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Students Present On Their Experiences With Neurodiversity

Pictured: Student Alex Radinsky, social worker Kiera Heller and student Nattie Martin.

Photo courtesy the Bellmore-Merrick Central High School District

To promote acceptance and understanding, students and staff across the Bellmore-Merrick Central High School District celebrated Autism and Neurodiversity Acceptance Month with various events and activities in April.

Students Nattie Martin, a sophomore, and Alex Radinsky, a senior, prepared a presentation about their experiences with neurodiversity on April 16 at Sanford H. Calhoun High School.

“You have to understand what it is before diving into it,” Radinsky began the discussion. “We all think, feel, observe and learn differently. A neurodivergent person can have just one disorder or a variety of them.”

“My goal in speaking to you all today is to inform and educate more people on neurodivergence from a perspective of a neurodivergent person,” added Martin. “Often times education is often done by neurotypicals, or parents of neurodivergent people and I feel like we should give more neurodivergent people a voice.”

Radinsky echoed a similar sentiment of wanting to “educate the community at Calhoun about neurodivergence, so that we can make it a more welcoming place.”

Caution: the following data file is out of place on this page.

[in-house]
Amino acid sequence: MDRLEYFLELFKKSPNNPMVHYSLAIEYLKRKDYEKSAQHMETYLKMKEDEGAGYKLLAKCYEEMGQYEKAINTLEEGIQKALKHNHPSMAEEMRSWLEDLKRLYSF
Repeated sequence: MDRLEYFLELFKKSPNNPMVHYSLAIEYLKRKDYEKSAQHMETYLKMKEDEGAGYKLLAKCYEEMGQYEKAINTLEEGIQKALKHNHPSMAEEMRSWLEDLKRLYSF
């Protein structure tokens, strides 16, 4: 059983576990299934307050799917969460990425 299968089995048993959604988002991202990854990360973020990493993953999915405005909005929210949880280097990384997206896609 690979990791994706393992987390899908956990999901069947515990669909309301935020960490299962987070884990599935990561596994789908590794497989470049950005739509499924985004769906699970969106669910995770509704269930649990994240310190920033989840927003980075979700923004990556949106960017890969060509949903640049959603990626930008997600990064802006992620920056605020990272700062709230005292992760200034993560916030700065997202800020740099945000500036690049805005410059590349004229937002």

Neurodiversity is represented by a rainbow infinity sign, explained the pair.

“The rainbow represents a spectrum, which shows that neurodiversity is a spectrum, and the infinity sign shows that there are infinite ways to be neurodivergent,” added Radinsky.

Martin noted that being a neurodivergent “in a world that isn’t designed for you isn’t easy.”

“We all have coping mechanisms to deal with it,” she explained. They each listed art, music, reading, cosplay, animals and more as some examples.

Radinsky also travels the country speaking on panels at cosplay and fan-based conventions about nondivergence and her experiences in effort to educate others.

“My goal is to speak about how people can go to conventions without their disability holding them back,” she added.

Martin recently visited her elementary school, Chatterton, to reach a younger audience about the topic.

Additionally, Martin spoke at the April 3 board meeting, addressing trustees during the public speaking session. She encouraged the district to consider changing verbiage from Autism Awareness Month to Autism and Neurodivergent Acceptance Month, as well as utilizing the infinity sign instead of the puzzle piece. Martin explained that both are more universally known and being utilized within the community.

“The next day, one of our board members, Megan Ryan, who is the interim CEO of Nassau University Medical Center, went in and changed the symbols at NUMC as a result of Nattie’s words,” explained Superintendent Michael Harrington explained at the April 16 presentation. “What you two are accomplishing just makes us all so proud.”

At each event, participants in each event were asked to fill out paper infinity symbols with what makes them unique and special. These individual symbols were planted throughout the month to form a rainbow infinity tree.

Kiera Heller, a social worker who works closely with Radinsky and Martin and helped to organize the presentation, said the students “have taught her so much.”

“I never thought that I could learn from students this much and they really have changed by perspective,” she explained. “I try to bring it back to our department here and they have prompted me to sign up to learn more through workshops and other trainings.”

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